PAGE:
Sunday November 17, 2019

People Who Take Cholesterol-Lowering Statins are at Higher Risk of Developing Type 2 Diabetes

More than a quarter of middle-aged adults use a cholesterol-lowering drug, according to estimates

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diabetes, menstruation
Each year of delay in menarche age correlated with a six per cent lower risk of Type-2 diabetes. Pixabay

People who take cholesterol-lowering statins may be at twice the risk of developing type 2 diabetes, says a new study.

Statins are a class of drugs that can lower cholesterol and blood pressure, reducing the risk of heart attack and stroke. More than a quarter of middle-aged adults use a cholesterol-lowering drug, according to estimates.

The study, published in the Diabetes Metabolism Research and Reviews journal, found that statin users had more than double the risk of diagnosis compared to those who didn’t take the drugs. Those who took the cholesterol-lowering drugs for more than two years had more than three times the risk of diabetes.

“The fact that increased duration of statin use was associated with an increased risk of diabetes – something we call a dose-dependent relationship – makes us think that this is likely a causal relationship,” said the study’s lead author Victoria Zigmont, a graduate student at the Ohio State University.

Research, Cholesterol, Diabetes
People who take cholesterol-lowering statins may be at twice the risk of developing type 2 diabetes. Pixabay

“Statins are very effective in preventing heart attacks and strokes. I would never recommend that people stop taking the statin they’ve been prescribed based on this study, but it should open up further discussions about diabetes prevention,” Zigmont added.

For the study, the researchers included over 4,000 men and women who did not have diabetes, were candidates for statins based on heart disease risk and had not yet taken the drugs at the start of the study. About 16 per cent of the group – 755 patients – were eventually prescribed statins during the study period.

Researchers also found that statin users were 6.5 percent more likely to have a troublingly high HbA1c value – a routine blood test for diabetes that estimates average blood sugar over several months.

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“Although statins have clear benefits in appropriate patients, scientists and clinicians should further explore the impact of statins on human metabolism, in particular the interaction between lipid and carbohydrate metabolism,” said co-author Steven Clinton, a Professor at the varsity. (IANS)

Next Story

Young People Diagnosed with Diabetes May Experience High Stress Levels

In the study, the team evaluated 207 patients who were diagnosed with Type 2 diabetes within the past two years

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Stress
Diabetes care is difficult, because it requires a lifestyle change that you have to do forever, Otherwise it leads to Stress. Pixabay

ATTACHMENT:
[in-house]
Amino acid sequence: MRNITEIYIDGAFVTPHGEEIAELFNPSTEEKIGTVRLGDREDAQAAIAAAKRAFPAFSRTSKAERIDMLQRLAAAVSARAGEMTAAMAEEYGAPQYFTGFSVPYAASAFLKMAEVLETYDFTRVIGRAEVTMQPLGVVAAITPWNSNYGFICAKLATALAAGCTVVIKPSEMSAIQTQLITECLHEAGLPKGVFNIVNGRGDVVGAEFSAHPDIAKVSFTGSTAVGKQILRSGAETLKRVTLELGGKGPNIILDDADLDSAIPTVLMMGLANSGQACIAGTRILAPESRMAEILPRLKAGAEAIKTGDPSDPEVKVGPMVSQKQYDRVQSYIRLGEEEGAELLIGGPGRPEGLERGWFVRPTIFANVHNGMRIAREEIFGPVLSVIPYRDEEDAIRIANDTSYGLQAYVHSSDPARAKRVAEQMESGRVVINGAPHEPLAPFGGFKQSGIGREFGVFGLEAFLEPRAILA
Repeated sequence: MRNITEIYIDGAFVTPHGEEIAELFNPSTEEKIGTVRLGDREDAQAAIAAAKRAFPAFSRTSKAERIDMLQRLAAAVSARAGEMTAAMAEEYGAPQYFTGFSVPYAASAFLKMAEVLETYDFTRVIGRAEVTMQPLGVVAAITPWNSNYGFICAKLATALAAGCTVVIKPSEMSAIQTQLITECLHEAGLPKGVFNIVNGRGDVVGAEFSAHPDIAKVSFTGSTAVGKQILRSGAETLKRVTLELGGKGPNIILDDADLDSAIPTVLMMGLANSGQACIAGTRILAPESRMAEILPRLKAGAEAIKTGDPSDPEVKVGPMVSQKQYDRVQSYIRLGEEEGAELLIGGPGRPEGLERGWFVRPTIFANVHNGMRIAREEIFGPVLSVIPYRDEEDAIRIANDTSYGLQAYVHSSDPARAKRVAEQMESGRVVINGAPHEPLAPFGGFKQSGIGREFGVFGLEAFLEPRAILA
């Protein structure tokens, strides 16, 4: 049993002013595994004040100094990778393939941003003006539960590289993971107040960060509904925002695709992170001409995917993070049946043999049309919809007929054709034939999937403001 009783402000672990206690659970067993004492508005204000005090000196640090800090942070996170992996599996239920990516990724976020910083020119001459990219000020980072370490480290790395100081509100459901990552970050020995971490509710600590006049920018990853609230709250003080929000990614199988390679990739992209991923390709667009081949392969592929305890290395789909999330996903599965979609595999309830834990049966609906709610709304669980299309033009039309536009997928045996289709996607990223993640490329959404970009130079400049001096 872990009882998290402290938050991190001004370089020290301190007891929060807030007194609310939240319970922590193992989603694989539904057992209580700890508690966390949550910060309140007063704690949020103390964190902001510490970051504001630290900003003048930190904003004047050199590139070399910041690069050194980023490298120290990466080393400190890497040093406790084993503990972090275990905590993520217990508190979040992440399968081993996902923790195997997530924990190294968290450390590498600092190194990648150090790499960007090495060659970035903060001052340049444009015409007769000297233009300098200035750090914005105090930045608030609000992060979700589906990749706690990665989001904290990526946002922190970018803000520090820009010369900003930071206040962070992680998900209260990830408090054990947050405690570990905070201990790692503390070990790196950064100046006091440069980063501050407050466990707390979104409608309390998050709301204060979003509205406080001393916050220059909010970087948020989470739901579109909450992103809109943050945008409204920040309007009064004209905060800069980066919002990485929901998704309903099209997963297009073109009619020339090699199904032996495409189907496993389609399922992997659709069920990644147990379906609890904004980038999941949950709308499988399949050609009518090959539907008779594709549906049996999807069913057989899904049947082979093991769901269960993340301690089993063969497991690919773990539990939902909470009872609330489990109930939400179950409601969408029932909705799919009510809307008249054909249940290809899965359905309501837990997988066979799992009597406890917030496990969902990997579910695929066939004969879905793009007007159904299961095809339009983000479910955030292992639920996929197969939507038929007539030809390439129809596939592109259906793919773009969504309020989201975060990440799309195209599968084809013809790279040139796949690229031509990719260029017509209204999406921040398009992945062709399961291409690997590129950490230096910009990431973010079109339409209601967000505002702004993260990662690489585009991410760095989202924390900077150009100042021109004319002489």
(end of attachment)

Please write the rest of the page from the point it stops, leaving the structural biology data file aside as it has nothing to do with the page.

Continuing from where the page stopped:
Young people diagnosed with Type 2 Diabetes experience high psychological distress, resulting in worse health outcomes causing High Stress Levels and poor blood sugar control, find researchers from Carnegie Mellon University.

Age plays a critical role in the well-being of people newly diagnosed with Type 2 diabetes.

“We found we can evaluate a patient’s initial stress and predict how they will be doing six months later,” said Vicki Helgeson, professor of psychology at the university.

“If you can identify people who are facing diabetes distress earlier, you can intervene and prevent their health from declining,” said the findings published in the Journal of Behavioral Medicine.

In the study, the team evaluated 207 patients who were diagnosed with Type 2 diabetes within the past two years.

They found younger patients (42 years and younger) experienced higher diabetes-related and psychological distress.

In addition, patients with higher education and income expressed more stress.

Conversely, older patients (older than 64 years) had less psychological stress and greater consistency in self-care, blood sugar control and medication adherence.

Stress
Young people diagnosed with Type 2 Diabetes experience high psychological distress, resulting in worse health outcomes causing High Stress Levels and poor blood sugar control, find researchers from Carnegie Mellon University. Pixabay

Patients in long-term relationships also reported less diabetes stress.

Patients identified diet as the greatest stressor (38 per cent).

Other significant stressors include checking blood sugar (8 per cent) and experiencing high or low blood sugar events (7 per cent).

Patients who self-reported greater stress also reported greater depressed mood, less adherence to medication and higher anxiety.

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“Diabetes care is difficult, because it requires a lifestyle change that you have to do forever,” Helgeson said. “Life gets in the way of sticking to a diabetes regimen.” (IANS)